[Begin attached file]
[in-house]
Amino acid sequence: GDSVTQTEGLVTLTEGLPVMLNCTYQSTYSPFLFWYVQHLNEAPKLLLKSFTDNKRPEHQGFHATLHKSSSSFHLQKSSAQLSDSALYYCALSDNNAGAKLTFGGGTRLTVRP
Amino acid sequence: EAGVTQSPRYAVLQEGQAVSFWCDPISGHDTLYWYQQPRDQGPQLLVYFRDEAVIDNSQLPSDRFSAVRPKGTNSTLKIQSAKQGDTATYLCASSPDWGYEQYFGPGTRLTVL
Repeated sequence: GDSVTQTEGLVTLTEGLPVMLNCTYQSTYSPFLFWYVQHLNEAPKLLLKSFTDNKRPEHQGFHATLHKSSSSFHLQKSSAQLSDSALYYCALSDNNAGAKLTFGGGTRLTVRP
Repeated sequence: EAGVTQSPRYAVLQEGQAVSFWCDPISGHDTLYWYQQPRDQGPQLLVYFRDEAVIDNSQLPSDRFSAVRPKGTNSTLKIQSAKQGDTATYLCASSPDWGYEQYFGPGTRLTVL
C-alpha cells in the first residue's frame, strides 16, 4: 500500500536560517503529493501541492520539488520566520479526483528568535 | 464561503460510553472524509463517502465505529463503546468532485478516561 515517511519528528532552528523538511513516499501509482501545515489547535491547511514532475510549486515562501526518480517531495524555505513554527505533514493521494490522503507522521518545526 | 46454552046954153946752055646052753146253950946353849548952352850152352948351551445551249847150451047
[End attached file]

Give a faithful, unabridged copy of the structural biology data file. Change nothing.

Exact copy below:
[in-house]
Amino acid sequence: GDSVTQTEGLVTLTEGLPVMLNCTYQSTYSPFLFWYVQHLNEAPKLLLKSFTDNKRPEHQGFHATLHKSSSSFHLQKSSAQLSDSALYYCALSDNNAGAKLTFGGGTRLTVRP
Amino acid sequence: EAGVTQSPRYAVLQEGQAVSFWCDPISGHDTLYWYQQPRDQGPQLLVYFRDEAVIDNSQLPSDRFSAVRPKGTNSTLKIQSAKQGDTATYLCASSPDWGYEQYFGPGTRLTVL
Repeated sequence: GDSVTQTEGLVTLTEGLPVMLNCTYQSTYSPFLFWYVQHLNEAPKLLLKSFTDNKRPEHQGFHATLHKSSSSFHLQKSSAQLSDSALYYCALSDNNAGAKLTFGGGTRLTVRP
Repeated sequence: EAGVTQSPRYAVLQEGQAVSFWCDPISGHDTLYWYQQPRDQGPQLLVYFRDEAVIDNSQLPSDRFSAVRPKGTNSTLKIQSAKQGDTATYLCASSPDWGYEQYFGPGTRLTVL
C-alpha cells in the first residue's frame, strides 16, 4: 500500500536560517503529493501541492520539488520566520479526483528568535 | 464561503460510553472524509463517502465505529463503546468532485478516561 515517511519528528532552528523538511513516499501509482501545515489547535491547511514532475510549486515562501526518480517531495524555505513554527505533514493521494490522503507522521518545526 | 46454552046954153946752055646052753146253950946353849548952352850152352948351551445551249847150451047